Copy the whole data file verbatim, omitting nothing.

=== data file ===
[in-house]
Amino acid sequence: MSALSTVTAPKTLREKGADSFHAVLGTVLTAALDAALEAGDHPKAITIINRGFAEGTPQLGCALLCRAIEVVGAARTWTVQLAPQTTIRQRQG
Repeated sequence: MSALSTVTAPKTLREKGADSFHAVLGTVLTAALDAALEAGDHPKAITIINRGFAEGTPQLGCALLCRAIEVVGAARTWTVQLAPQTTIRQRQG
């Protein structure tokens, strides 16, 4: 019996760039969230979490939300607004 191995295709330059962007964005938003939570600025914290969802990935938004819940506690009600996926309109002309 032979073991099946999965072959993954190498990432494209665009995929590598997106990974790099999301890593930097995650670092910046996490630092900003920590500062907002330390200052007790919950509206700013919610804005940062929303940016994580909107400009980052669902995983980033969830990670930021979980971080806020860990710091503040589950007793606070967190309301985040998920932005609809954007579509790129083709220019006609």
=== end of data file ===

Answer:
[in-house]
Amino acid sequence: MSALSTVTAPKTLREKGADSFHAVLGTVLTAALDAALEAGDHPKAITIINRGFAEGTPQLGCALLCRAIEVVGAARTWTVQLAPQTTIRQRQG
Repeated sequence: MSALSTVTAPKTLREKGADSFHAVLGTVLTAALDAALEAGDHPKAITIINRGFAEGTPQLGCALLCRAIEVVGAARTWTVQLAPQTTIRQRQG
């Protein structure tokens, strides 16, 4: 019996760039969230979490939300607004 191995295709330059962007964005938003939570600025914290969802990935938004819940506690009600996926309109002309 032979073991099946999965072959993954190498990432494209665009995929590598997106990974790099999301890593930097995650670092910046996490630092900003920590500062907002330390200052007790919950509206700013919610804005940062929303940016994580909107400009980052669902995983980033969830990670930021979980971080806020860990710091503040589950007793606070967190309301985040998920932005609809954007579509790129083709220019006609």